Japan has long served as a cultural muse, and no city on this island nation has held as long of a reign as Kyoto.
Like an antithesis to the speed and chaos of Tokyo, Japan’s ancient imperial capital is that quiet person who grows on you as you get to know it better. It surprises you with a wild side not often seen or known for. It has a long history and a wealth of hidden gems to unravel with time. It boasts serene temples and picturesque bamboo forests.
Once you meet Kyoto in the flesh, you will fall in love.
Here are some bits and pieces of Kyoto that have made it the best city in the world to me, and some recommendations so you love it as much as I do.
Peace and tranquility
I introduced myself to the city most famous for its two thousand-or-so Buddhist temples and shrines with a bike ride along said temples and shrines. Nanzen-ji Temple is a must-see if you can handle the crowds, not just for its sprawling grounds, unique moss-carpeted aqueduct, beautiful architecture and famed Zen garden, but also for Nanzen Oku-no-in, a waterfall grotto behind the temple.
The entire visit met and exceeded my expectations of what ancient Kyoto feels like, as I was directly transported into a real-life Miyazaki film of lush enchanted forests.
Next, instead of solely visiting Kinkaku-ji temple or Kiyomizu-dera temple (two of the most popular sites in the country), pedal over to Heian-Jingu for a relatively tourist-free time. Fronted by a dramatic torii gate, the grounds are especially charming in mid October, when one of Japan’s biggest traditional festivals and parade, the Jidai Matsuri, takes place. Literally translated as the “Festival of Ages”, the procession is a highly-entertaining Japanese history lesson, as different eras of Japanese history are represented with accurate costuming.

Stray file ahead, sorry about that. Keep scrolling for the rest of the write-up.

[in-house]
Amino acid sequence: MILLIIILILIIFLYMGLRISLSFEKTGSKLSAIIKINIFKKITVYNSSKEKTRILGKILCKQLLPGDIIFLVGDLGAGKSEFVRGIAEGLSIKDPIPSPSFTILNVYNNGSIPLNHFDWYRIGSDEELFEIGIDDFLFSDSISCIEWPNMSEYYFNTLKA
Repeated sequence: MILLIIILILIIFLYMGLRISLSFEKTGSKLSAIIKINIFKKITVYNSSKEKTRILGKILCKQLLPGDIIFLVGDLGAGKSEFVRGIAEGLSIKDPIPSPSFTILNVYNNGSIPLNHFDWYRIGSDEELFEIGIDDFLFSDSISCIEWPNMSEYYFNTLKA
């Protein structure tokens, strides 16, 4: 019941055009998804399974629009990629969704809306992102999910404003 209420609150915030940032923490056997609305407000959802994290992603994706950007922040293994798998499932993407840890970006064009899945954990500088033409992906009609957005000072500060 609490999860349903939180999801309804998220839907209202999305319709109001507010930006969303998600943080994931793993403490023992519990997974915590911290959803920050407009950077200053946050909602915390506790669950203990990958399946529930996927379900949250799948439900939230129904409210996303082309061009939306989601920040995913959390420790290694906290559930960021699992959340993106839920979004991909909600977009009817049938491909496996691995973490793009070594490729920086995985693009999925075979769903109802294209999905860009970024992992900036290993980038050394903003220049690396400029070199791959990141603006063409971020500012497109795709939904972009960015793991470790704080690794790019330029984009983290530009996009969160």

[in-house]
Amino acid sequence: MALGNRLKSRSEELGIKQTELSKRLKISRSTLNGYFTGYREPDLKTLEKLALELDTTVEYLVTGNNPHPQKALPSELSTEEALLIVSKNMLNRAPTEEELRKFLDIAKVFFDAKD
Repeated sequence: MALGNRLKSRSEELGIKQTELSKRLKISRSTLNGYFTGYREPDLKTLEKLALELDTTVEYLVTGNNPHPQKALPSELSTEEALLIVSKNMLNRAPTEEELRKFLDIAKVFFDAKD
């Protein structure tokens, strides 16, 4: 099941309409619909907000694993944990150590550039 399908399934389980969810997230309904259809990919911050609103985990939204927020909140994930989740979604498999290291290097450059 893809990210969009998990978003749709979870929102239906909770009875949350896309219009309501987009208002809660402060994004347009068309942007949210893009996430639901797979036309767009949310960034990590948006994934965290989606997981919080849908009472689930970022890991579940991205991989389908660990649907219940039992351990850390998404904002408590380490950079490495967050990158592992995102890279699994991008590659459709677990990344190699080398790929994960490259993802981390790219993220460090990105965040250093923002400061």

No biking tour would be complete without cruising down the renowned Path of Philosophy. While the spring cherry blossoms make for an optimal time to visit, I was equally blown away by the autumn colours. Meanwhile, the summertime provides flocks of fireflies. Picture-perfect photo op’, anytime.
Make your next stop the Kamogawa, or Kamo River. A classic, unmissable stroll, I felt like a veritable local here as I blended in with regular Kyoto-ites enjoying their downtime strolling or sitting along the bank in twos and threes.
Wait for dusk to set over the waters, then grab an evening bite in lantern-lined Pontocho Alley. Famous for its restaurants and patios overlooking the Kamogawa, I was introduced to Yoshiya, a hidden gem for ‘kappo’ (traditional Japanese cuisine). Get the kamameshi, a complete rice meal cooked entirely in an iron pot and savour those flavours and the views.
Gion is rightfully the cultural centre of Kyoto. The most famous geisha district of the city, its low wooden 17th-century machiya structures still house active ochaya teahouses where the geisha and their maiko apprentices entertain for a living. While attending one of these tea ceremonies is extremely expensive and exclusive, I managed to catch a maiko walking down the street – a sighting that’s equivalent to spotting a celebrity in the West, as a group of paparazzi-like locals and tourists started following with their cameras.
A few boutique shops in Gion also allow you to live the geisha dream by fitting you in a kimono, obi, wig, and traditional makeup. I also found many better ways to get a real taste of Gion besides geishas and tea ceremonies, too…